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my question is about hyphenating adjectives that have more than two parts. For this example, I can find four different options:

  • working life oriented
  • working-life oriented
  • working life-oriented
  • working-life-oriented

Which one is correct, according to the finest rules of British English grammar? Thanks!

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  • 1
    You probably want working-life oriented, since working life-oriented would refer to things which are oriented towards life, further modified to indicate that they do actually work. But it might help if you gave more context (what noun do you want to modify, for example?). Sep 26 '16 at 12:29
  • There are no hard-and-fast rules for this. You kinda have to go with what "makes sense". And note that it gets stranger when the term is going to be used in an adjective sense to modify another word, vs being stand-alone.
    – Hot Licks
    Sep 26 '16 at 12:33
  • I appreciate that there are situations where one might need to use three adjectives with a complex relationship, as in your example. But your example doesn't flow well, and would be fairly easy to rewrite, so as to avoid the issue. Sep 26 '16 at 23:18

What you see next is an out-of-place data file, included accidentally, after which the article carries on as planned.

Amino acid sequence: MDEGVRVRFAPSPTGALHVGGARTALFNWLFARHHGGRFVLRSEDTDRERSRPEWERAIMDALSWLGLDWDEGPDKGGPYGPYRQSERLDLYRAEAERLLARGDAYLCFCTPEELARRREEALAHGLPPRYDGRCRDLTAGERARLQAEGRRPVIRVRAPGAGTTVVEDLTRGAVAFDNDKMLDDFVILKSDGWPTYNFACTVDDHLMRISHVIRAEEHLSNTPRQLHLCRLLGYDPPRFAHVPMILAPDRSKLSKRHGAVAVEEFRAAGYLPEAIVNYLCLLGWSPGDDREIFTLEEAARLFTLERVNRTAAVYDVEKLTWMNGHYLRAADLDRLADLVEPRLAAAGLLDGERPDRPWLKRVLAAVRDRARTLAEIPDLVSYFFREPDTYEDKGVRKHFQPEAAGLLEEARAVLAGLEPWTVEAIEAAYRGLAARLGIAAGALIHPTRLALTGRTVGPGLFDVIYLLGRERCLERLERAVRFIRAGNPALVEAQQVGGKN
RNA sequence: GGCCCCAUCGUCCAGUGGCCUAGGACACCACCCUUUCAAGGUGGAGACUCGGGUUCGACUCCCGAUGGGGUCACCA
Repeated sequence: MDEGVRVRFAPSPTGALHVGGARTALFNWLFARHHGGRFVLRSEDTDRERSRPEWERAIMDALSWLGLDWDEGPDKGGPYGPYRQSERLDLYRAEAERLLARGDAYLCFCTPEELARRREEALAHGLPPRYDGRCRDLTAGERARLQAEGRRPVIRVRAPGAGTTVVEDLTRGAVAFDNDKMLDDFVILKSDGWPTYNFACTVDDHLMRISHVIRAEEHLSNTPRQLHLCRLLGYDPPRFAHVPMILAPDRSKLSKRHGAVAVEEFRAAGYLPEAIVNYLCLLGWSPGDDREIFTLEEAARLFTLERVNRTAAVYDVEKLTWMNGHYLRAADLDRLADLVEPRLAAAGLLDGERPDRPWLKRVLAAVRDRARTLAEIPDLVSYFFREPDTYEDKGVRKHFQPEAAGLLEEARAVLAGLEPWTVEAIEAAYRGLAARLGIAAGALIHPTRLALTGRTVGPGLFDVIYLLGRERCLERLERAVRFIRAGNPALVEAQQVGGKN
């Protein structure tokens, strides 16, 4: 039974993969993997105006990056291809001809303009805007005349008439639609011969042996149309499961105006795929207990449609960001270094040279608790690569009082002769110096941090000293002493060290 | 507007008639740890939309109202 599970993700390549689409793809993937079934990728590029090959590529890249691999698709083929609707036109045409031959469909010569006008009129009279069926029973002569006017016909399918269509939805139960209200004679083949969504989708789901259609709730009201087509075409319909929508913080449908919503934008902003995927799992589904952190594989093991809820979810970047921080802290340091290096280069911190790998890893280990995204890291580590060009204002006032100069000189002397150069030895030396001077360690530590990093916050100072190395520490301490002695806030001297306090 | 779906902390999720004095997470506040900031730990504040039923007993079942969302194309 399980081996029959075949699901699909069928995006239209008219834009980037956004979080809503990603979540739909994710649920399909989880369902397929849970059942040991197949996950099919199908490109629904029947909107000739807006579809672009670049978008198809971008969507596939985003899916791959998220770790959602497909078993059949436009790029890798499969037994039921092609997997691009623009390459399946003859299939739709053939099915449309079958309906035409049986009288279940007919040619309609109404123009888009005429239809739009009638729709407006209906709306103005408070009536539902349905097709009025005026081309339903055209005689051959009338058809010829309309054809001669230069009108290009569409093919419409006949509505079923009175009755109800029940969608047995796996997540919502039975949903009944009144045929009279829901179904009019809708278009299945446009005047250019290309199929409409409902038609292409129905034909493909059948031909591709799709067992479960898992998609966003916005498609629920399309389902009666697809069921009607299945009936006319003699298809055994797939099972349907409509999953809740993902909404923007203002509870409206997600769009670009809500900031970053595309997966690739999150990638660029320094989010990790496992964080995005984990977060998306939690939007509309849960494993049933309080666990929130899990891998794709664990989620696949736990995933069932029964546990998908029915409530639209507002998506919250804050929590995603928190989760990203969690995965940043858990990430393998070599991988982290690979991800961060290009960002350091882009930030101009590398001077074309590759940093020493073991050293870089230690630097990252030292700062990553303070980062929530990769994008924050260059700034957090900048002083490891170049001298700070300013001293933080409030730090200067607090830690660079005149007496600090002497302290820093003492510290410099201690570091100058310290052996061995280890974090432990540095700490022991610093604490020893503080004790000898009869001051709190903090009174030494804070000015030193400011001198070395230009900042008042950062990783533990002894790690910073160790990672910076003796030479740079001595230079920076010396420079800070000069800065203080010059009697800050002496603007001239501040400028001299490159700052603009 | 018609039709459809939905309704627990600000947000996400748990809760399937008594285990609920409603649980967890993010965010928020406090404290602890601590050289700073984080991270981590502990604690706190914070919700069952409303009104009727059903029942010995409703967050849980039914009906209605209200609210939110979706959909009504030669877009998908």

• Does a noun come after the phrase? e.g. "working-life-oriented company"? Mar 19 '18 at 21:15
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The Chicago Manual of Style recommends an en-dash between life and oriented. A hyphen leads to too much confusion, and a pair of hyphens gives the impression of something like better-than-average results.

6.80 En-dashes with compound adjectives. The en-dash can be used in the place of a hyphen in a compound adjective when one of its elements consists of an open compound ...

Similar circumstances occur with named objects like:

  1. Jane Byrne–interchange traffic
  2. John F. Kennedy–airport parking
  3. Pre–Rogers and Hammerstein musicals

But,

  1. Triassic- and Jurassic-era fossils [Two hyphens used because not a single open compound
  2. Quasi-public–quasi-judicial [Two hyphens and an en-dash in this complicated formation]

Thus,

working life–oriented

My understanding is Chicago is increasingly being accepted overseas.

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  • Apparently I'm not getting an en-dash on my not-so-Smartphone. A little help?
    – Stu W
    Sep 26 '16 at 13:52
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    Many years later, after this question was referenced by another question, I came, I saw, and I edited to replace your [-] representation of en dashes with the real thing. ;) Nov 23 '19 at 19:51

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